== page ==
6. Hi, jedymastyr, Thanks for the sources! Well, I figured that I'd better learn the stuff in order, and everything I've heard says that Metaphysics and Epistemology comes first. Nope, I haven't heard about any of this-- and I'll be sure to check it out!
  7. Hello, erandror, Thanks, glad to be here! I've read most of the fiction (AS, FH, WTL, Anthem), and have gone through the second edition of IOE in detail-- I think I have a pretty good understanding of it. As such, I think I have Metaphysics and Epistemology down. I know the rough theory behind Ayn Rand's Ethics and Politics (from the Galt speech and secondhand sources), but I'm far from understanding any of it. I know just about nothing of her Esthetics. I agree with you that reading Rand's original texts is the best thing to do-- in retrospect I didn't understand Objectivist Metaphysics and Epistemology at all until I picked up and read IOE carefully. I'm studying abroad right now, and one of the first things that I'm going to do when I get back to the States is to buy VOS and CUI. Any recommendations about what I can do in the meantime?
  8. Hello, Mr. Speicher, I've read some of your posts, and you seem to know much more about physics in general than I do at this point. That being said, I was under the impression that the Big Bang model made no prediction of a literal "Big bang", since the theory breaks down. Therefore it would be erroneous to state that the Big bang model posits creation ex nihilo, since the theory itself does not address the "moment of creation," as it were. Moreover, I assumed that physicists refer to the "Big Bang" as an ideal event, not one which can be described through formal theory. Are these views false? If not, isn't it then disingenuous for cosmologists to state as fact things like 'the universe was created from nothing in a big bang?'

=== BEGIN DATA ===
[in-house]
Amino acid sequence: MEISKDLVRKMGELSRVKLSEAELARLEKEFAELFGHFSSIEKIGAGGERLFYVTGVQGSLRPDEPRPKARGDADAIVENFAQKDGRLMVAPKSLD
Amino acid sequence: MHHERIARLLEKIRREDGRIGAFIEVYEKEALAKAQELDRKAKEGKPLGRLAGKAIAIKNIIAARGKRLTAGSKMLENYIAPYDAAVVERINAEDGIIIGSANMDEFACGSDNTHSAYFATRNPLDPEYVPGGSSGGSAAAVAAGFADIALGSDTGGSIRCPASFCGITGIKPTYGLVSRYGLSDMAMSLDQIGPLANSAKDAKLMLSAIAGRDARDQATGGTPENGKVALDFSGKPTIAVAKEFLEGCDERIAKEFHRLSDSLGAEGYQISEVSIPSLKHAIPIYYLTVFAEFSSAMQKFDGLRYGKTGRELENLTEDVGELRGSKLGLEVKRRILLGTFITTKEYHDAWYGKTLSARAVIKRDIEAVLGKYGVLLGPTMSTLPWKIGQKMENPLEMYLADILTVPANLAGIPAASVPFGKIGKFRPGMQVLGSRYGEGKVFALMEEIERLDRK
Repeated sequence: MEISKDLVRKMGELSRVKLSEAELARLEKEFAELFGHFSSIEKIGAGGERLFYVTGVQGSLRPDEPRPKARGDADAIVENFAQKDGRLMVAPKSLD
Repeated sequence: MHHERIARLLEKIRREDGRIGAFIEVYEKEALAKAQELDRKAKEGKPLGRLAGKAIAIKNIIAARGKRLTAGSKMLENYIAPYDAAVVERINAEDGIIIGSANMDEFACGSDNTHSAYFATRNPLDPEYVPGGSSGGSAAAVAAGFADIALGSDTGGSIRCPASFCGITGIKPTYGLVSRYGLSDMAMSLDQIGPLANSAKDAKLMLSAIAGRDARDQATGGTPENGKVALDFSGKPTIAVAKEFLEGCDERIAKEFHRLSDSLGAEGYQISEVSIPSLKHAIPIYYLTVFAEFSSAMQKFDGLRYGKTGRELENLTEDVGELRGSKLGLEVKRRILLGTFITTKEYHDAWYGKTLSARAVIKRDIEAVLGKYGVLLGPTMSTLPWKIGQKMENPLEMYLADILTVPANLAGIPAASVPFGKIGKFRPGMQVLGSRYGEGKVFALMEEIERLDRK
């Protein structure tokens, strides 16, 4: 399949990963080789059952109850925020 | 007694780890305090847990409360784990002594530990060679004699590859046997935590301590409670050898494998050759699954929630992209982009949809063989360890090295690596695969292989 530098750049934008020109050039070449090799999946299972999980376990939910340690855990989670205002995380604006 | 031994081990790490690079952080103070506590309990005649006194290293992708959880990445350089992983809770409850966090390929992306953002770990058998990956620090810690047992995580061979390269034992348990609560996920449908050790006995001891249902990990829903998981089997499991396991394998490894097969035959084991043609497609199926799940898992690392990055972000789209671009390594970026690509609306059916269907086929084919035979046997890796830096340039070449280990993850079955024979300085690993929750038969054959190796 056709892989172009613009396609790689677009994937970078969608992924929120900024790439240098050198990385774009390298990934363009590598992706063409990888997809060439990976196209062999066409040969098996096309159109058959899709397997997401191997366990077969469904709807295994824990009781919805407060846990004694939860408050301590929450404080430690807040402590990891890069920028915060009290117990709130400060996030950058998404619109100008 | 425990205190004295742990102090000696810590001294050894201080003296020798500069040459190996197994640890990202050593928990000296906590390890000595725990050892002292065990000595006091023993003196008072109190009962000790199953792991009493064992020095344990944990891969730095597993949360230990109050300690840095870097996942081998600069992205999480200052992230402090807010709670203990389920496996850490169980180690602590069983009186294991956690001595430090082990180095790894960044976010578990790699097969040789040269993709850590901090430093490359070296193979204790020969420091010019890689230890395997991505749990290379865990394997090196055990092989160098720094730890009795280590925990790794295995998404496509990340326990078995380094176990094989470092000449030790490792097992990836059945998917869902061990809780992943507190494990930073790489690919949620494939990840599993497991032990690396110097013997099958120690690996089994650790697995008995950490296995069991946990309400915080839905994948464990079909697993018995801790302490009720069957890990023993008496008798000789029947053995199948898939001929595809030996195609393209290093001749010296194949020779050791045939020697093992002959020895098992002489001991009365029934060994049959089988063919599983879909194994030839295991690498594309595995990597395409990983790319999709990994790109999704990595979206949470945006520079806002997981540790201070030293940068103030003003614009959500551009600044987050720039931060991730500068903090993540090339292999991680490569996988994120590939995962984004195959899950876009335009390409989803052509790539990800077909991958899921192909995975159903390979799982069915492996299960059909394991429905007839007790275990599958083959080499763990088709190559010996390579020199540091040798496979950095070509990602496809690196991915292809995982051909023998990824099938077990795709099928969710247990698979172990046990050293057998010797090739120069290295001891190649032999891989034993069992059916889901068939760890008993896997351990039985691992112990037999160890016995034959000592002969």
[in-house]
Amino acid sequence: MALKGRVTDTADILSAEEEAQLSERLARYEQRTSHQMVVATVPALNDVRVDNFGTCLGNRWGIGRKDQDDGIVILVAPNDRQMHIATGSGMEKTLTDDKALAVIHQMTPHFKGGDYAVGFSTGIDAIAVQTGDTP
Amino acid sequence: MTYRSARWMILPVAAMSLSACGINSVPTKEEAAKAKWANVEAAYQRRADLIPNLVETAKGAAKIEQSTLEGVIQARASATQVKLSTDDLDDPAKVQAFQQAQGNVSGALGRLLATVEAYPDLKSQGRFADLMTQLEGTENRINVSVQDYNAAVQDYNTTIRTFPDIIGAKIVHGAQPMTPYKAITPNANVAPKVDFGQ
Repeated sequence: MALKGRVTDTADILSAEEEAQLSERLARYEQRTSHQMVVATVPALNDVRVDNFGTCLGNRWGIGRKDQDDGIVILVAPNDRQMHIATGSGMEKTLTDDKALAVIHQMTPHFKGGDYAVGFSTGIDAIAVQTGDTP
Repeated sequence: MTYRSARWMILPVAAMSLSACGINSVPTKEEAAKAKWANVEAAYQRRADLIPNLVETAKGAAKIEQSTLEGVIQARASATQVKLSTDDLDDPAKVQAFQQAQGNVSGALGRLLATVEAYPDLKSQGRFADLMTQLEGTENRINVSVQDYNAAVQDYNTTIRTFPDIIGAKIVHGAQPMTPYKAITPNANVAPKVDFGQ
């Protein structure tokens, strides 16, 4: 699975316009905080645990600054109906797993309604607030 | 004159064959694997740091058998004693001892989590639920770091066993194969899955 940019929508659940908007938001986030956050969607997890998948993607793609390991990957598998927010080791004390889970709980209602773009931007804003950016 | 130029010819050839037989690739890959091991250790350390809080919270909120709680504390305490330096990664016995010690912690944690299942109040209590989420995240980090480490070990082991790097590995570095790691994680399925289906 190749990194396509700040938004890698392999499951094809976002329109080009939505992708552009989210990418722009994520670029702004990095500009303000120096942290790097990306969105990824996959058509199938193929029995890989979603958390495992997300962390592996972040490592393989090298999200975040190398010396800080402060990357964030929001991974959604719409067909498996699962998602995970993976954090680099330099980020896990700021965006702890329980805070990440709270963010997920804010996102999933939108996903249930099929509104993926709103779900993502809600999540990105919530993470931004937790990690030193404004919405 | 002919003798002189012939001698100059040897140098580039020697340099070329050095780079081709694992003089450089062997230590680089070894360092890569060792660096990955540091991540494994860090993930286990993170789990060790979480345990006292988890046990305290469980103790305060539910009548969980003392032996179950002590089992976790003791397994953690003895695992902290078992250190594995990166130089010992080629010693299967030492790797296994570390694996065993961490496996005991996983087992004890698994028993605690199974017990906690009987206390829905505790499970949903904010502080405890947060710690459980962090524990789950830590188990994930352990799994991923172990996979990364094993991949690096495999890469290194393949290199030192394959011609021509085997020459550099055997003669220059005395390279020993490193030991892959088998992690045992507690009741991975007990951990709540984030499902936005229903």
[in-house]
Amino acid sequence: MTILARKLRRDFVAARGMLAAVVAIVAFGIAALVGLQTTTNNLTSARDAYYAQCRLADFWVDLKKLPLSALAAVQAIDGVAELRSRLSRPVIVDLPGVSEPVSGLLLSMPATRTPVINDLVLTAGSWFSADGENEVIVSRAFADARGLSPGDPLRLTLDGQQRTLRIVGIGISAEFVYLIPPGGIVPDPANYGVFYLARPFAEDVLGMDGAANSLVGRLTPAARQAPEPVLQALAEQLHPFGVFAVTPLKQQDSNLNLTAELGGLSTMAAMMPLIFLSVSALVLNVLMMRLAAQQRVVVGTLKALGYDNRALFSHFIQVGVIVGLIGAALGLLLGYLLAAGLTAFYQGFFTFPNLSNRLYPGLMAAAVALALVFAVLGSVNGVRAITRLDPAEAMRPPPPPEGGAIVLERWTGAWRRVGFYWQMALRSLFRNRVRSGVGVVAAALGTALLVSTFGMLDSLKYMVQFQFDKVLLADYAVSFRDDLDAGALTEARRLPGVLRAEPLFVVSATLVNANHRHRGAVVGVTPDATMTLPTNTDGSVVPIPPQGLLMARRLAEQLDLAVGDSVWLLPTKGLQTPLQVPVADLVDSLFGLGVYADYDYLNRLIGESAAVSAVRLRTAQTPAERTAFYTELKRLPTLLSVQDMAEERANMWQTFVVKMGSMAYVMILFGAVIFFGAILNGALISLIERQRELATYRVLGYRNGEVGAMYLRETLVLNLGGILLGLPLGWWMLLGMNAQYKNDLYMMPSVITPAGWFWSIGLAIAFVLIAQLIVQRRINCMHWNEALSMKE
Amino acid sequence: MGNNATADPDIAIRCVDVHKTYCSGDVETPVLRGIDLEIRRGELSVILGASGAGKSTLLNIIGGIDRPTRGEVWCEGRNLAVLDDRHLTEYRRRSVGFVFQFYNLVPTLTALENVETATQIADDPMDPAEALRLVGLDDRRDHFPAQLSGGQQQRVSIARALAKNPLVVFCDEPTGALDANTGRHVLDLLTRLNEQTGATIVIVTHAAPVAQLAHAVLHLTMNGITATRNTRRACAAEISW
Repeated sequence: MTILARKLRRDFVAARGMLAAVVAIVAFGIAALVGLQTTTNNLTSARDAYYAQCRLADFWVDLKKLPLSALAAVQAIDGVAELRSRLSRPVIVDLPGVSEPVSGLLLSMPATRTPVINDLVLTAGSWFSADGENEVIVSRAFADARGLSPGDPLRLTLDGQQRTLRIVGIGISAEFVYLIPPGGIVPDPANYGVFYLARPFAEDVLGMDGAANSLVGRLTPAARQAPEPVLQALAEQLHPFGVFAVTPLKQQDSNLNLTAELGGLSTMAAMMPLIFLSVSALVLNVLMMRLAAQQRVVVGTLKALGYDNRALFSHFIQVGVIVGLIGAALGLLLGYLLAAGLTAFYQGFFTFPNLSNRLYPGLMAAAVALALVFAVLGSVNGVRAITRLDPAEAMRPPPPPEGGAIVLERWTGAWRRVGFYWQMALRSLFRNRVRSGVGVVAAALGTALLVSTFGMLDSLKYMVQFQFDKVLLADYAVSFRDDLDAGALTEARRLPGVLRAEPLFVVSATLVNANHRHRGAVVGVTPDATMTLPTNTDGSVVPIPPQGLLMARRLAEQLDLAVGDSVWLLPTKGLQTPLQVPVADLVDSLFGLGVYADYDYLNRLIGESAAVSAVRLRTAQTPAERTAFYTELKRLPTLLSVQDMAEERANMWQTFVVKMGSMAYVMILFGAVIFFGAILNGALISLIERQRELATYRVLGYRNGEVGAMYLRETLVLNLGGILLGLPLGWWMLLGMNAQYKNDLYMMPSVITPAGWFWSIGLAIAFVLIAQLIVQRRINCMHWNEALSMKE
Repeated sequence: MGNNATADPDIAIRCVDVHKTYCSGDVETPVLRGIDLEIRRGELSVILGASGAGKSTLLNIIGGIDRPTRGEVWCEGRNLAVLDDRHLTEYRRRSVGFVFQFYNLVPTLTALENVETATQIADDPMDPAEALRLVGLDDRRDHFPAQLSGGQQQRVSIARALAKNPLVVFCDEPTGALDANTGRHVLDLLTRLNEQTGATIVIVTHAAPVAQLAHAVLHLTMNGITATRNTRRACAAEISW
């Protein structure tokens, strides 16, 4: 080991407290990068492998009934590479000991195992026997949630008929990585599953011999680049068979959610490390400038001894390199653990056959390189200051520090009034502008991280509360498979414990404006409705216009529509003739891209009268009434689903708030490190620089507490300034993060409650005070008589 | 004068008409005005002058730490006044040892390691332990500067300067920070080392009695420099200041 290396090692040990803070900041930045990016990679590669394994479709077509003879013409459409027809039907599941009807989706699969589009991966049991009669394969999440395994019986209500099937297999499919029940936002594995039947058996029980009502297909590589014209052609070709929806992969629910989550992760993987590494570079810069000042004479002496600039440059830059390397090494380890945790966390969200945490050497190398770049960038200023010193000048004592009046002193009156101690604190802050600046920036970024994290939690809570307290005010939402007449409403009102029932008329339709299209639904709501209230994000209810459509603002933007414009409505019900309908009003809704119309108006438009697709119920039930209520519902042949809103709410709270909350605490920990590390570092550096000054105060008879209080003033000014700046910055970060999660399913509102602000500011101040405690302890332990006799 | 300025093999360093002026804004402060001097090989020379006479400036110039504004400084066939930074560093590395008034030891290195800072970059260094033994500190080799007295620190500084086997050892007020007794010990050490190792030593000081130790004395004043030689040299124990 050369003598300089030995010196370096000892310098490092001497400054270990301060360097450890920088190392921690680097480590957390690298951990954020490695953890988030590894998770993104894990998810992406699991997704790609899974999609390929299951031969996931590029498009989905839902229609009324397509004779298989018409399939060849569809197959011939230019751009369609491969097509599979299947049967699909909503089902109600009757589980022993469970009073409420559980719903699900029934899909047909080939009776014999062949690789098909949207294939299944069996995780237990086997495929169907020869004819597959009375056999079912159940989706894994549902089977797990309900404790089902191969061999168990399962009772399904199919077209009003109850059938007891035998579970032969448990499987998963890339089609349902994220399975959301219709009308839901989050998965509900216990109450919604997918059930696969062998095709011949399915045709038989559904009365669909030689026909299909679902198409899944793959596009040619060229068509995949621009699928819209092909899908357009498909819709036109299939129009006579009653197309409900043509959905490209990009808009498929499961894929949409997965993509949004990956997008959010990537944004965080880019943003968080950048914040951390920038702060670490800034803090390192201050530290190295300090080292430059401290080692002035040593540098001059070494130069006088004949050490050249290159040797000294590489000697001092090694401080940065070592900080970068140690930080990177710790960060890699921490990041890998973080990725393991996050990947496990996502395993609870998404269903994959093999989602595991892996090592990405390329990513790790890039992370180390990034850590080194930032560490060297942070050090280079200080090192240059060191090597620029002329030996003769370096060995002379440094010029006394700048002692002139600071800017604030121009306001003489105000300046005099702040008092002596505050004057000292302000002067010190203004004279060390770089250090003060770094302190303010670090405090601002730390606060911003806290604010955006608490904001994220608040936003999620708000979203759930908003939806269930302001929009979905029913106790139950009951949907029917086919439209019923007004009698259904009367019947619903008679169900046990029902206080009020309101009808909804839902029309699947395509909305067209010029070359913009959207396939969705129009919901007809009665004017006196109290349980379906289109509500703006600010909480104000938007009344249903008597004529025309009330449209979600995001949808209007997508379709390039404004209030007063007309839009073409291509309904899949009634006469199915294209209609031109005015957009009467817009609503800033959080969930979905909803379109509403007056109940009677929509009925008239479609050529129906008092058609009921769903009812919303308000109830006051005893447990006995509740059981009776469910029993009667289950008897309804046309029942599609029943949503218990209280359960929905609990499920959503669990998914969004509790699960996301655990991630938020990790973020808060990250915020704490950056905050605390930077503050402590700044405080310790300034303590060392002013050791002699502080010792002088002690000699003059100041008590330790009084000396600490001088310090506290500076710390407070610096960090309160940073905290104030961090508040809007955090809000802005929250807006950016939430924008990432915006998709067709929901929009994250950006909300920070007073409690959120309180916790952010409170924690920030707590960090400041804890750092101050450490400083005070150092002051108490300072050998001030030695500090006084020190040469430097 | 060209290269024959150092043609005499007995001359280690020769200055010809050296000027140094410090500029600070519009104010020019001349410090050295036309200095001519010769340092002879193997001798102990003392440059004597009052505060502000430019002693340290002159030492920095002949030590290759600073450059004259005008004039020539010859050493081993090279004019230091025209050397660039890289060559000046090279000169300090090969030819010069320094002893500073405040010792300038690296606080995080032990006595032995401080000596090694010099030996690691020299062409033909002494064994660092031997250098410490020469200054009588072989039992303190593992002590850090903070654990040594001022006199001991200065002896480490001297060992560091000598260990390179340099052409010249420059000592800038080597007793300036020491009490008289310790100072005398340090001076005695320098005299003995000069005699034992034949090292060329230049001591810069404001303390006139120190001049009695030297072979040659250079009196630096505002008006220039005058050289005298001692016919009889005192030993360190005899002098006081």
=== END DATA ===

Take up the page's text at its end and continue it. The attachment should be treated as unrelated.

9. Hello everyone! I'm a math major in Illinois, was raised christian, and found out about Objectivism a few years ago. Since then, I've come to realize that it's by far the most correct philosophy that I've ever seen-- it filled in and explained many "gut reactions" that I've always held implicitly but never named. I'm pretty familiar with and understand IOE pretty well, but I haven't read any of Rand's Ethics/Politics first hand. However, what I've seen from secondary sources I agree with completely. I've been lurking here for a little while, and a post in the Metaphysics/Epistemology section really caught my eye, so I posted there. I'm really excited to be a member here-- it looks like a great place to come to deepen one's understanding of philosophy.
  10. You shouldn't infer this. In fact, I am an atheist, and I believe that the universe does have a purpose, only not to a mysterious God, but to me. See above. I've done it quite easily. How's that? Purpose to whom? I use everything that exists around me for the purpose of living my life and flourishing. I don't find that illogical. Why? Where is this fact coming from? The Big Bang hypothesis, taken literally, states that at one point in time, everything in the universe was very, very close together and very hot. I'm not sure how you get the existence of God from that. Why does mass have to "come from" anywhere? Who said anything about the universe being "created" in a "bang"? Yep. Except the implicit assumption about everything needing a creator, of course. Why can't I claim that man's purpose is to glorify the Martians orbiting Earth right now, whether you believe in their existence or not? Well, that certainly isn't my goal. My goal is to live my life the best that I can.